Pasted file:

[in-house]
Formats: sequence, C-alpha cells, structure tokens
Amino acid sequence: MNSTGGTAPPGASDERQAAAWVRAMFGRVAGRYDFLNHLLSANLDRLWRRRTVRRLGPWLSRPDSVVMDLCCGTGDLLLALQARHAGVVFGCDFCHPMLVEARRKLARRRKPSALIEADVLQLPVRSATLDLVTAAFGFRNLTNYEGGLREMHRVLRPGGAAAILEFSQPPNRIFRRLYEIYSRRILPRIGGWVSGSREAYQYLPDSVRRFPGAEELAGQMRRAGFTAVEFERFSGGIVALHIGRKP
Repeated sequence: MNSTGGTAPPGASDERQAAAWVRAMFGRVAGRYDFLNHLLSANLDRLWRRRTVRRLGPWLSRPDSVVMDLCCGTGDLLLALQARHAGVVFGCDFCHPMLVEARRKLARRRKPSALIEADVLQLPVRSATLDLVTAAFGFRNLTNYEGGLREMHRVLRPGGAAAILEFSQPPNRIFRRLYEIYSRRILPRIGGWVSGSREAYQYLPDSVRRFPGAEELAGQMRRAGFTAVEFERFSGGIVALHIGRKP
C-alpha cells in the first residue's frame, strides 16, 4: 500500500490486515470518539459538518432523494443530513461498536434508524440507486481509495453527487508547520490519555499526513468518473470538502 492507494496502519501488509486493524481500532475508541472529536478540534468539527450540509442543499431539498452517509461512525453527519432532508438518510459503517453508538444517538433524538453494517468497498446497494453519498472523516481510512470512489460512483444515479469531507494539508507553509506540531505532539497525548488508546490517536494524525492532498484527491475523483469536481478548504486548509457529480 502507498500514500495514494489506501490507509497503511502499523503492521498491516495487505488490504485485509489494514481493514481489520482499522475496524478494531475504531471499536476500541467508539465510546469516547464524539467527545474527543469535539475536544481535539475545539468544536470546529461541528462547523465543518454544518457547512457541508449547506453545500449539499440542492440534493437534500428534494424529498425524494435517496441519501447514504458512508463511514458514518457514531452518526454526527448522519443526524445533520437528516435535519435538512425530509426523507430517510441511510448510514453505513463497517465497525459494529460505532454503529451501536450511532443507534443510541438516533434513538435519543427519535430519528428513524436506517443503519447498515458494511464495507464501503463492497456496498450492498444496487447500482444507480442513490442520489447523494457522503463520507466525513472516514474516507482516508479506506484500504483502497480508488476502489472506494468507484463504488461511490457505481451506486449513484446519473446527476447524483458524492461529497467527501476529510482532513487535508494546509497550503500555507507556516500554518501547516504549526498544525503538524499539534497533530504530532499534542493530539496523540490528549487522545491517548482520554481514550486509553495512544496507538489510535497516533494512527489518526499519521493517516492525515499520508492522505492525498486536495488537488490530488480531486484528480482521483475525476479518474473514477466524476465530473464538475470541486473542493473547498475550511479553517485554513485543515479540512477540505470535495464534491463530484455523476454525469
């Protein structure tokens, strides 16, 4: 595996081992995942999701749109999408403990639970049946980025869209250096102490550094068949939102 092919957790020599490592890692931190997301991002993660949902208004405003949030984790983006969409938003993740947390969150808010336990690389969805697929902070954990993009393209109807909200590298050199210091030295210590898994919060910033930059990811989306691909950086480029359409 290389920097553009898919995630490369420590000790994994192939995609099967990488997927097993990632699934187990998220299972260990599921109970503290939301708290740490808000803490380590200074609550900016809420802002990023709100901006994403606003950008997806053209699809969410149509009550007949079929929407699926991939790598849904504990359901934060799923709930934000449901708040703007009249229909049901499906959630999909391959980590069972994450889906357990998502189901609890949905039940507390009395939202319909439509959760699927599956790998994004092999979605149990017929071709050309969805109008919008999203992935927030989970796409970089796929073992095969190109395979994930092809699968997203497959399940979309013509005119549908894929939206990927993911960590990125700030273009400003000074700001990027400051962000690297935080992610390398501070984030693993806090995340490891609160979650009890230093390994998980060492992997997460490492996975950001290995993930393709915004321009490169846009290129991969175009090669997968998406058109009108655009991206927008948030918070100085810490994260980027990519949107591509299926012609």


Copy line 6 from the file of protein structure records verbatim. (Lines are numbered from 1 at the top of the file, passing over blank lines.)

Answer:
């Protein structure tokens, strides 16, 4: 595996081992995942999701749109999408403990639970049946980025869209250096102490550094068949939102 092919957790020599490592890692931190997301991002993660949902208004405003949030984790983006969409938003993740947390969150808010336990690389969805697929902070954990993009393209109807909200590298050199210091030295210590898994919060910033930059990811989306691909950086480029359409 290389920097553009898919995630490369420590000790994994192939995609099967990488997927097993990632699934187990998220299972260990599921109970503290939301708290740490808000803490380590200074609550900016809420802002990023709100901006994403606003950008997806053209699809969410149509009550007949079929929407699926991939790598849904504990359901934060799923709930934000449901708040703007009249229909049901499906959630999909391959980590069972994450889906357990998502189901609890949905039940507390009395939202319909439509959760699927599956790998994004092999979605149990017929071709050309969805109008919008999203992935927030989970796409970089796929073992095969190109395979994930092809699968997203497959399940979309013509005119549908894929939206990927993911960590990125700030273009400003000074700001990027400051962000690297935080992610390398501070984030693993806090995340490891609160979650009890230093390994998980060492992997997460490492996975950001290995993930393709915004321009490169846009290129991969175009090669997968998406058109009108655009991206927008948030918070100085810490994260980027990519949107591509299926012609």